This is part 48 of an ongoing series where the kind folk of the music business reveal their favourite album of all time.
Ask people in the music industry the seemingly simple and straightforward question, “What is your favourite album of all time?” and you’ll find that it’s not always easy. After all, my industry peers listen to hundreds of albums a month and thousands of songs during that time. Because the question isn’t the best album of all time or the one that’s made them the most money in sales, or the most clicked-on review, but the one release they personally can’t live without, that one title they have two copies of in several formats, in case one breaks. It’s also about that album that for them has the best back stories and the one that has the most meaning in their lives.
Candace Rose, Music Blogger
Alabama, 20 #1 Hits
This is one of the greatest albums of all time. I can listen to it over and over and never tire of it! I fell in love with music at an early age and my favorite song as a kid was “Roll On”. I had the honor of interviewing Randy Owen, Teddy Gentry and Jeff Cook last year and when I told them about my love for that song, they serenaded me with it. Not only are they amazing musicians but amazing people too.
Carrie Courogen, Social Media Manager at Condé Nast Entertainment, and music blogger for her Bed Crumbs
Buckingham Nicks, Buckingham Nicks
Before they joined Fleetwood Mac, Lindsey Buckingham and Stevie Nicks were just two kids who moved to LA together with a shared dream to be rock stars, but for a long time, they really struggled. They recorded this labor of love album as a duo thinking they’d make it big, but instead, it got mixed reviews and was dropped after a few months. Buckingham Nicks remains elusive and relatively unknown primarily because, aside from rips on YouTube or bootleg CDs on the internet, it’s technically unavailable in any format other than vinyl. The only reason this album is considered a collector’s find and not a dollar bin regular these days is because of a phone call on New Year’s Eve, 1974 — but that’s another story. My copy once belonged to my father, who bought it as a 17 year old kid who heard it at a friend’s house and wanted his own copy. I don’t think he anticipated that he would have a daughter who loved music, let alone one who looked to Stevie Nicks as one of her heroes. He eventually let me have it and it was the first record I played when I got a turntable of my own. It’s interesting to hear what themes and styles are present that end up occurring in their later work, but I also marvel at the strength of the music and lyrics Buckingham Nicks crafted when they were so young. To me, the instrumental “Stephanie” is what total love and infatuation sounds like, and everything about “Frozen Love” — from the lyrics to the frenzied guitar solo — gives me chills.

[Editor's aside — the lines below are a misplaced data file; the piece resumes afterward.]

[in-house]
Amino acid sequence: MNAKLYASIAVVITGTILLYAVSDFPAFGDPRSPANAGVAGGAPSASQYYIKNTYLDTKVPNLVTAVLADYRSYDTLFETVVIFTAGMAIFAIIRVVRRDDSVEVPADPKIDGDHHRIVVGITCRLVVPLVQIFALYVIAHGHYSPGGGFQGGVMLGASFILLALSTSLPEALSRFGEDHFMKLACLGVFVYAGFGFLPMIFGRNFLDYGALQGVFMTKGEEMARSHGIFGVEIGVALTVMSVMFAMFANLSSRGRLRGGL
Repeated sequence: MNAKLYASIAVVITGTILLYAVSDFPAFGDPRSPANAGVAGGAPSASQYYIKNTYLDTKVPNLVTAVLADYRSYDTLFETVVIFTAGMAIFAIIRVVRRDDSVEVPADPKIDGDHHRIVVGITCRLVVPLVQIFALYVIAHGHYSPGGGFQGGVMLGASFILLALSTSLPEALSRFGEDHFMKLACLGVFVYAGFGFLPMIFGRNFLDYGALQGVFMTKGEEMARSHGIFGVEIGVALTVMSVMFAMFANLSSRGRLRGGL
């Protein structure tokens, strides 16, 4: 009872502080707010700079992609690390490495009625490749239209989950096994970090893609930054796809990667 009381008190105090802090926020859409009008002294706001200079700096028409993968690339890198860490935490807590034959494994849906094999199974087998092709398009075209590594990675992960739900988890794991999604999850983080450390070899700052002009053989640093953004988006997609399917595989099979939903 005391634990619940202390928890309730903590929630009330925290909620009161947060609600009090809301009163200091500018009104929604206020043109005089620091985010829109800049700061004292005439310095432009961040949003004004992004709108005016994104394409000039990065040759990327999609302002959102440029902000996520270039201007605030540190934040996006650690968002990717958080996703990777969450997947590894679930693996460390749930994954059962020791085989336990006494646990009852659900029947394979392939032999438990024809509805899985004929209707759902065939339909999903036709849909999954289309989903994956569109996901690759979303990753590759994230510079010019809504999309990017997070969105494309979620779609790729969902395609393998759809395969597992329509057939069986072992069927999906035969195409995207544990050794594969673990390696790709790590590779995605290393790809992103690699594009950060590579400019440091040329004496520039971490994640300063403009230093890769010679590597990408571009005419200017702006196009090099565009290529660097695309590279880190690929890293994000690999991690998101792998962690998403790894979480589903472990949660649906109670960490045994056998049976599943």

Cara Carriveau, Afternoon Drive Host, 100.3 WSHE, Chicago, IL
The Knack, Get The Knack
Every single song on the album is so catchy and fun and the lyrics really made sense to my young pubescent self just starting to have crushes on boys. “My Sharona” was the biggest hit but I always favored “Let Me Out”, “Frustrated” and “Good Girls Don’t” even more. The vinyl record was constantly on my turntable but never collected any dust because I played both sides every single day. I still know every word to every song.
Catherine Hanrahan, Morning Show Host, 100.5 Fresh Radio, Peterborough, ON
Sloan, Twice Removed
The album is still my favorite album of all time. It’s the soundtrack to my coming of age in Sudbury, Ontario in the mid-90s and to this day I can sing every lyric on it from beginning to end. I’ve been lucky enough to see Sloan perform live many times and it seems I’m not the only one who sings along.
Ilana Kaplan, Music Writer for Pitchfork, Rolling Stone, Paper, NYT-T Magazine
Death Cab For Cutie, Transatlanticism
Everyone has a record that helps them get through the awkward phases of growing up, and DCFC’s Transatlanticism was mine. Falling somewhere between indie and emo, this is a record that made me feel less alone growing up. It’s really the band’s opus – an ode to emotional pain, isolation and deprecation. The symphony of the record really is in the title track Transatlanticism – it’s a made up word that represents an emotional and spacial gap between two people. Life is full of roadblocks, and DCFC doesn’t sugarcoat that. Rather, through their storytelling, I was able to navigate my own emotional pain as a teenager so much better. I still depend on Ben Gibbard’s soothing voice to get me through the tough times, and I’ll just leave you with a line from “Death of An Interior Decorator” that sums up the entire experience of listening to the album: “It felt just like falling in love again.”